A response to Kleiman on cannabis

| Comments (13) | Pharma
Mark Kleiman has a generally sensible article on improved drug policy. One of the recommendations strikes me as a bit off, though:
Full commercial legalization of cannabis, on the model now applied to alcohol, would vastly increase the cannabis-abuse problem by giving the marketing geniuses who have done such a fine job persuading children to smoke tobacco, drink to excess and supersize themselves with junk food another vice to foster. However, if current laws were changed to make it illegal to sell cannabis or to exchange it for anything of value, but not to grow it, possess it, use it or give it away, the costs of the current control regime could be sharply reduced without greatly increasing the size of the marijuana consumption problem. Such a law could not effectively prevent private sales any more than a ban on gambling can prevent private poker games. Its goal would be to prevent mass marketing.

In the short-to-medium term such a policy would have only a slight impact on use. The biggest effect would be on those who now cease marijuana use as they enter the workforce but might instead keep using the drug. In the long term, there would probably be modest growth in cannabis use due to decreased social stigma and employment risk; how much of that growth in use would be among people who subsequently got into trouble with the drug is harder to guess.

I suppose it depends on what you mean by "medium term", but I'm not sure that this is right. Most of what keeps cannabis illegal is its general social unacceptability; if you go to a party at someone's house they're quite likely to offer you a drink. Indeed, a party where no alcohol is being served is considered kind of odd. This is true of cannabis in some circles but not most. As a consequence, as was true for many years with gays, many people don't know (or rather don't know that they know) anyone who uses cannabis and so rather than having the correct issue which is that it's fairly harmless—and almost certainly less harmful than alcohol—think of it as drugs. This thinking is of course encouraged by the way that drug education and propaganda in this country treats all drugs as more or less the same.

So, What if home cannabis production and use was legal? Well, I would foresee two effects. First, cannabis would get a lot more available. Cannabis production is basically gardening and fairly low-volume gardening at that. A single cannabis plant yields around .75-1.25 pounds of usable product. A casual daily user might go through an ounce of marijuana in a year. A very heavy user might go through an ounce of marijuana a month. Given that gardeners typically grow a lot more than one of any kind of plant, it would be easy for any grower to produce plenty to supply most of their friends full-time. My point here isn't that everyone would but simply that there wouldn't be any logistical barrier to doing so and so as a practical matter anyone who wanted to get marijuana would be able to.

The second effect is that you would would expect semi-public marijuana use to become a lot more common, even if the total amount of marijuana use went down, since people would not feel the need to hide from their friends. I have friends who don't drink but they know I do and I don't feel uncomfortable cracking open a beer when they're in the room. If marijuana use were legal, one would expect to see people behave similarly (with the current social disapproval of smoking applying counterpressure here.)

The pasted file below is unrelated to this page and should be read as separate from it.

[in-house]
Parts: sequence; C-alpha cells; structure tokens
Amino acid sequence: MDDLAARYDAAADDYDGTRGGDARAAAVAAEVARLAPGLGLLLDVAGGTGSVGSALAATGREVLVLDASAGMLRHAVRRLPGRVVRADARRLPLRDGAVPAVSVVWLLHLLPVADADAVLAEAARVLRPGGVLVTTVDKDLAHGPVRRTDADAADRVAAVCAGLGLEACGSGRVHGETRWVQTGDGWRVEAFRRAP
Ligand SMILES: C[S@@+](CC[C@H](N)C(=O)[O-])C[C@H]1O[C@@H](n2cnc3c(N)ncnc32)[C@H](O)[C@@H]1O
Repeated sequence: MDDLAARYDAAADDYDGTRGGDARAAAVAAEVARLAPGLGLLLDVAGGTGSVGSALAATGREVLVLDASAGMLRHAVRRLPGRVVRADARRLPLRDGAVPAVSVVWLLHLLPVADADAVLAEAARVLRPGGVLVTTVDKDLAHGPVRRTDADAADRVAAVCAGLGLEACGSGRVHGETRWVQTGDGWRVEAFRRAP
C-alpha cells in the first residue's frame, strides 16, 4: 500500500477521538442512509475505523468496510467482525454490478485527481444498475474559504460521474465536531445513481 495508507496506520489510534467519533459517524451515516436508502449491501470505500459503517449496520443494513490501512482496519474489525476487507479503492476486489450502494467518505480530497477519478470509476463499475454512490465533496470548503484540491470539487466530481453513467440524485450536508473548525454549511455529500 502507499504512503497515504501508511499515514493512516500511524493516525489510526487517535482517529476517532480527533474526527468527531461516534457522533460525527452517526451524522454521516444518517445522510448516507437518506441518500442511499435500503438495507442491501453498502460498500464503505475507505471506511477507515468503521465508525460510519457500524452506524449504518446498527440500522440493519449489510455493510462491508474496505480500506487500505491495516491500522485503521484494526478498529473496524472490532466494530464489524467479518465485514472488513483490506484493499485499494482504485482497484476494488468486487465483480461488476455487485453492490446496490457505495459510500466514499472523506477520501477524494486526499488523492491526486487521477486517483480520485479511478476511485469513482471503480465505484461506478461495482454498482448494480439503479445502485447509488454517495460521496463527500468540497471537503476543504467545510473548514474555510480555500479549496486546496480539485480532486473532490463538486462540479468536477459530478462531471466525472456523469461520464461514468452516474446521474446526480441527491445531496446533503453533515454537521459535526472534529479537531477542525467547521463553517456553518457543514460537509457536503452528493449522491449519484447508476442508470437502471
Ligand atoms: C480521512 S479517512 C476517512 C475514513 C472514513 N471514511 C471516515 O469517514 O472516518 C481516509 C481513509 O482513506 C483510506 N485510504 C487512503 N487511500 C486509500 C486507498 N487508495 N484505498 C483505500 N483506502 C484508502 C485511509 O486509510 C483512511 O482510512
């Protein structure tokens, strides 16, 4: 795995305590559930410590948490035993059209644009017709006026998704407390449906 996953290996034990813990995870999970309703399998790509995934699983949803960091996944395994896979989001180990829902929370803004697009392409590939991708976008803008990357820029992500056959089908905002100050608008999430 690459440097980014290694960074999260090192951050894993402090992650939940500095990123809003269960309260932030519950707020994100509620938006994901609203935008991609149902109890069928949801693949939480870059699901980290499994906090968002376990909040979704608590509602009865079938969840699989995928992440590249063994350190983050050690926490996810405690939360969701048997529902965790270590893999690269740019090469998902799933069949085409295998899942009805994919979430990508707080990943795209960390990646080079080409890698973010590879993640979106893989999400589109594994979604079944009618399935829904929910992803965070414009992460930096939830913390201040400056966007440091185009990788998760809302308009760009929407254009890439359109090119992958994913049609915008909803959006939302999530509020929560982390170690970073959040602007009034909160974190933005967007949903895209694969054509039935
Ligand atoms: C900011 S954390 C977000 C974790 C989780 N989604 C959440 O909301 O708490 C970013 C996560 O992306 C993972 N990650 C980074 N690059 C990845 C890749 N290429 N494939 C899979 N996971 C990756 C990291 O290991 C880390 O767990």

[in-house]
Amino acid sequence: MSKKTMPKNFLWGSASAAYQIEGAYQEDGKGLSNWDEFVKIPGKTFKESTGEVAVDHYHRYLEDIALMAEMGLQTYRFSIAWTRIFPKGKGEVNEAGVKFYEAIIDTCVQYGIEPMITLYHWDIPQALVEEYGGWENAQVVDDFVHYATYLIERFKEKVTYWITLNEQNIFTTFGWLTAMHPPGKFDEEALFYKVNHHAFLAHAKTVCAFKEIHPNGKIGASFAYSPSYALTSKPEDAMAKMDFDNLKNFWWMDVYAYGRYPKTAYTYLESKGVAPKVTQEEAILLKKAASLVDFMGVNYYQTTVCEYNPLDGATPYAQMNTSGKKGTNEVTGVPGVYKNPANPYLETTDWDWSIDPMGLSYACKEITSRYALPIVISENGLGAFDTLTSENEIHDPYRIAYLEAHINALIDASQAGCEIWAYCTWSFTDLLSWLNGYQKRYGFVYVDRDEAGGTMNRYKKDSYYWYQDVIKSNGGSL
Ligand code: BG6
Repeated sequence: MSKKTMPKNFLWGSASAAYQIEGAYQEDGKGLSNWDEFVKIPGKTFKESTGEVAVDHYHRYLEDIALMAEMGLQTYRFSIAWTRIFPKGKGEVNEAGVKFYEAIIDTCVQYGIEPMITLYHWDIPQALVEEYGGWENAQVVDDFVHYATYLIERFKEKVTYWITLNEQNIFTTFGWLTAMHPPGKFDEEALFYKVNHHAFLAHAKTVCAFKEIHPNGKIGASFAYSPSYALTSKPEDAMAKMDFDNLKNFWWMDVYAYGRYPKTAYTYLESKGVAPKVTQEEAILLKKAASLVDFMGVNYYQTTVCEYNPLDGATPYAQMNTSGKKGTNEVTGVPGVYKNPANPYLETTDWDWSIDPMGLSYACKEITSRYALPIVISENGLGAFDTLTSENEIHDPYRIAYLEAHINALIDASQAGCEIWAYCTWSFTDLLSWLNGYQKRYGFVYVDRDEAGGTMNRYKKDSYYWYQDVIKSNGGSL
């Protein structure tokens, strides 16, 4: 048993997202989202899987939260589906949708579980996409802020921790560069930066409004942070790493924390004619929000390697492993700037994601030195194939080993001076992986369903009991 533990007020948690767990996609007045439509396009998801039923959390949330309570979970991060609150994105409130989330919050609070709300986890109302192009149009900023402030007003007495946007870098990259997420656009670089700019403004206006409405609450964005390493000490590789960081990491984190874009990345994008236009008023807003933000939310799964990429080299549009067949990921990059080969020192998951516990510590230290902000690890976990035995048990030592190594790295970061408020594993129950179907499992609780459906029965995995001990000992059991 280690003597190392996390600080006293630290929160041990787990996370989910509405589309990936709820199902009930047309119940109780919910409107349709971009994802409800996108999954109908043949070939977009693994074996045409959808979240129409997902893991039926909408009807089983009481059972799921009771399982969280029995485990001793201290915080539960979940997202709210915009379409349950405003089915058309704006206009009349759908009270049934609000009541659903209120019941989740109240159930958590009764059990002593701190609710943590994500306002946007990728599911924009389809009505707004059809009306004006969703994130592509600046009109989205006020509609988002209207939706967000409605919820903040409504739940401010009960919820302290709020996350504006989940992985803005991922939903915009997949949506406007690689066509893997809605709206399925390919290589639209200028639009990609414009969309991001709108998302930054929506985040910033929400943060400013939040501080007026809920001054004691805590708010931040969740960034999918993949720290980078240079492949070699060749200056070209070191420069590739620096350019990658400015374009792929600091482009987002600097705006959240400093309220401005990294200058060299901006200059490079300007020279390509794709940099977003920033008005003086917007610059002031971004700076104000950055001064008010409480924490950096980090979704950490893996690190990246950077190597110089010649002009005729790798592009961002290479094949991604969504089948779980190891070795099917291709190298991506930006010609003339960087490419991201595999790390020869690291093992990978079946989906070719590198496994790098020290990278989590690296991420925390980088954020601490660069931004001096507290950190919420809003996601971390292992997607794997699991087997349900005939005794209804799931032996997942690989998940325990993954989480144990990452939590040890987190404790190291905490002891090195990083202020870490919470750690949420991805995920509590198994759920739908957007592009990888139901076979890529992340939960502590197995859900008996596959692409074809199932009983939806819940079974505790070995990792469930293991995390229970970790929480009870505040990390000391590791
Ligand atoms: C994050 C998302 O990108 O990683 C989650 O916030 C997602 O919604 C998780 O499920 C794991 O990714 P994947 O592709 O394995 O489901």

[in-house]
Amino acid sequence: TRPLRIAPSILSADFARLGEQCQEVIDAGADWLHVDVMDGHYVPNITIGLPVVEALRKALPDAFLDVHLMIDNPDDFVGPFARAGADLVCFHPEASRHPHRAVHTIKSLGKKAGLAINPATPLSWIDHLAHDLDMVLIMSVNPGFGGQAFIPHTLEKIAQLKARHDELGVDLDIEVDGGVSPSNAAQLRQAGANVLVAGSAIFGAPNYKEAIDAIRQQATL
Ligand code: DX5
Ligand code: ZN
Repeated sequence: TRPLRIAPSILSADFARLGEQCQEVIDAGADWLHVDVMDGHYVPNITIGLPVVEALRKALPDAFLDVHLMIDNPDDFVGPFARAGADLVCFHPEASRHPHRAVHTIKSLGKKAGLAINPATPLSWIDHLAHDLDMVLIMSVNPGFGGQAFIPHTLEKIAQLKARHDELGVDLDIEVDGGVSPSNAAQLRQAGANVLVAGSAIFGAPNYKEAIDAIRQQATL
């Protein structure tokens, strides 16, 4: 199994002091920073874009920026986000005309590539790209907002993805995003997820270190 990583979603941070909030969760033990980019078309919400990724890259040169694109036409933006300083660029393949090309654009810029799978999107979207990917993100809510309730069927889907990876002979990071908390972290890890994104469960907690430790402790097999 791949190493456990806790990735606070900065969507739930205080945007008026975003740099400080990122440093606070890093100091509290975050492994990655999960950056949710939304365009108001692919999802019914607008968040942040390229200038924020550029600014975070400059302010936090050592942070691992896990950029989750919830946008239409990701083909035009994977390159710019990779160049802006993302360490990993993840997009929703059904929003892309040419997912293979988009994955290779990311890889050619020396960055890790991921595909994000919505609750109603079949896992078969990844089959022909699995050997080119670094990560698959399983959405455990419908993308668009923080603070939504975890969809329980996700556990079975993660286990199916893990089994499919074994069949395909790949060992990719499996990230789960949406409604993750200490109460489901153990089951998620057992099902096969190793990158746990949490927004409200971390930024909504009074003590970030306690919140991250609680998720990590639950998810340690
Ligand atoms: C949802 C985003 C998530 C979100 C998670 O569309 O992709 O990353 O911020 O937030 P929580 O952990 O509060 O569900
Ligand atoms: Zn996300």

Those are short to short-medium term effects. In the longer term, frequent contact between users and non-users is likely to lead them to the the non-users drawing the (proper) conclusion that it's quite possible to use marijuana without being an unemployed Phish-listening deadbeat who lives in your parents' basement. Doesn't it seem likely that this will produce a ratchet effect whereby marijuana laws get progressively looser and use gets a lot more common? I'm not saying that that's a bad thing, but it seems like a likely result of what Kleiman proposes.


This misses the point that marijuana grown in a garden is likely to be far less potent than marijuana grown in high-energy special-purpose facilities. There is a very good discussion of this in The Botany of Desire which discuses how driving cultivation of marijuana undergroud/indoors (one aspect of the drug policy) had some very unintended effects on the average potency of the plant. That, in turn, means that few regular users of marijuana are likely to turn to garden growing, and that relatively little garden-grown marijuana seems likely to be sold or traded.

The book is, by the way, really not about marijuana or drug policy, but about how plants "see" cultivation; it covers apples, potatoes, marijuana, and tulips, among other things. It's quite worth reading, even if you have no interest in the psychoactive cultigens.

I don't agree with this analysis. There are two components to potency: genetics and environment. On the genetic side, it won't be particularly difficult to get high-grade seeds--I'd expect people to trade them the way they used to trade sourdough starter. On the environment side, even a fairly sophisticated operation is on the same order of complexity as homebrewing, which mahy people do quite regularly.

The number of home brewers vs. the number of beer drinkers is, indeed, a good estimate of the number of people who would actually give them similar inputs to the professional growers. Present, but a small proportion of the total.

The environment side is critical here, by the way, to force the plants to focus on producing buds without ever allowing them to seed. The commercial plants are also grown under extraordinarily high energy lights, with very limited or no night cycle. Again, permit me to recommend the book to you, as it is much better than I could represent.

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